In April 2017, the plaintiff sued the district and Crowley in U.S. District Court, alleging that, motivated by the 2014 case, her FMLA leaves and her race, the defendants retaliated against her with the negative evaluation and alleged demotion, creating a hostile environment resulting in her constructive discharge.

She also asserted that the alleged retaliation and appointment of Bowler as affirmative action officer breached the 2015 settlement.

The defendants moved for summary judgment.

Unmet burden

In arguing for summary judgment, the defendants asserted that the plaintiff’s review was conducted according to Rhode Island Department of Education’s mandatory rubric; that all principals had mid-year meetings around the same time as the plaintiff; and that unlike other principals, the plaintiff did not schedule an end-of-the-year conference about the review before it was submitted to the state.

Additionally, the defendants stated that the Pre-K position did not constitute a negative employment action because the district considered it an important initiative, because Lima had the requisite certification and experience for the job, and because she had requested an opportunity to expand her experience and professional development, which Crowley viewed as aligned with the Pre-K program.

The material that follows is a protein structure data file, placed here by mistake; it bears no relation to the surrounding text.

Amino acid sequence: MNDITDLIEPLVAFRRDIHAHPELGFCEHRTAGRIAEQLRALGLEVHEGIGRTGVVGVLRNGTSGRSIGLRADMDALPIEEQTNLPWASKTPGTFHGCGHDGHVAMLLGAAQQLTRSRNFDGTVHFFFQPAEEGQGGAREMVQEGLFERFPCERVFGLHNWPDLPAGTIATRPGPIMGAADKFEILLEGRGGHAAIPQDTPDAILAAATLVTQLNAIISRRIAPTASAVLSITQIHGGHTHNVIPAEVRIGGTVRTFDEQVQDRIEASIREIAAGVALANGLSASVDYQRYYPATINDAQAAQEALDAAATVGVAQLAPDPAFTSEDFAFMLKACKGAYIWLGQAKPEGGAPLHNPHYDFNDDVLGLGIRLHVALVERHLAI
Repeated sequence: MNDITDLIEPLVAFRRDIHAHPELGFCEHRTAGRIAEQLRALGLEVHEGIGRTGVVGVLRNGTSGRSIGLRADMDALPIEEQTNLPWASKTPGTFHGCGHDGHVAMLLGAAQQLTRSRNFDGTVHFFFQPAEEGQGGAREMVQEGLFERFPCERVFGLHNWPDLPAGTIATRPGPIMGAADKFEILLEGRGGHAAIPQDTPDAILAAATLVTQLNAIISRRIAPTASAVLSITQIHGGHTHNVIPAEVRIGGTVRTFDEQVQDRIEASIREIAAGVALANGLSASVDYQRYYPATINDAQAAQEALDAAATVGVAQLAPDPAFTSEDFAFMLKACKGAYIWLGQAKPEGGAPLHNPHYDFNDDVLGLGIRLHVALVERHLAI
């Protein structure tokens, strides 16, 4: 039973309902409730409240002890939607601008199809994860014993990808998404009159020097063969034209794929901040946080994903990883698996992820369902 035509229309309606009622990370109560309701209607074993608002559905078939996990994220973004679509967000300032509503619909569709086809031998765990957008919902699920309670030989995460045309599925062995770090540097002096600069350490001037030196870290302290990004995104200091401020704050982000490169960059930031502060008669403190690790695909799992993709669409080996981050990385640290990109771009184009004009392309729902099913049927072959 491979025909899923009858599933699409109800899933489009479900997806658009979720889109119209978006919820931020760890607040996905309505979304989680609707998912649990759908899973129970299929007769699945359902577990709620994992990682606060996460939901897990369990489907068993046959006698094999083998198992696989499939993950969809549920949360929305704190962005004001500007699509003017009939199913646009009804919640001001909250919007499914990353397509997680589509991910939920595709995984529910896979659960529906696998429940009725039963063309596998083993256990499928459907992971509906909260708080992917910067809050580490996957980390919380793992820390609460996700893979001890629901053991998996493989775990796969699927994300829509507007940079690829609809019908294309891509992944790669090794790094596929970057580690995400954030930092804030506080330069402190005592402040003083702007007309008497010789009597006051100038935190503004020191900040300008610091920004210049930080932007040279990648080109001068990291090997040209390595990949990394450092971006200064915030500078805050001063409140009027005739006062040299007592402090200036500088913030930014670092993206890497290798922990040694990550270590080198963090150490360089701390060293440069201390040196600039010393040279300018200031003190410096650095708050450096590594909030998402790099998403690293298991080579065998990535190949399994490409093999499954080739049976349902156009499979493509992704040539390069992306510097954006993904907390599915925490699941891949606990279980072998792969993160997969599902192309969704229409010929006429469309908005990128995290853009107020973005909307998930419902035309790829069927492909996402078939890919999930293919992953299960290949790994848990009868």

“Based on this evidence, I find that Defendants have more than satisfied their obligation to proffer a legitimate non-discriminatory reason for each of these potential adverse actions,” Sullivan said.

Meanwhile, Sullivan found that the plaintiff did not meet her burden of presenting evidence that the proffered reasons were a pretext for discrimination.

“Thus, Plaintiff has failed to sustain her burden of ‘elucidat[ing] specific facts which would enable a jury to find that the reason given [for either or both of Defendants’ actions] is not only a sham, but a sham intended to cover up the employer’s real motive,’” the judge said, quoting the 1st U.S. Circuit Court of Appeals’ 1991 decision in Mesnick v. Gen. Elec. Co.

Regarding the plaintiff’s claim that the department violated the settlement by naming Bowler affirmative action officer in addition to her existing duties, Sullivan noted that the district was obligated to create the “position” of affirmative action officer with duties “similar” to the position for the city.

“That is what it did. There is no breach,” Sullivan concluded. “I recommend that judgment enter in favor of Defendants.”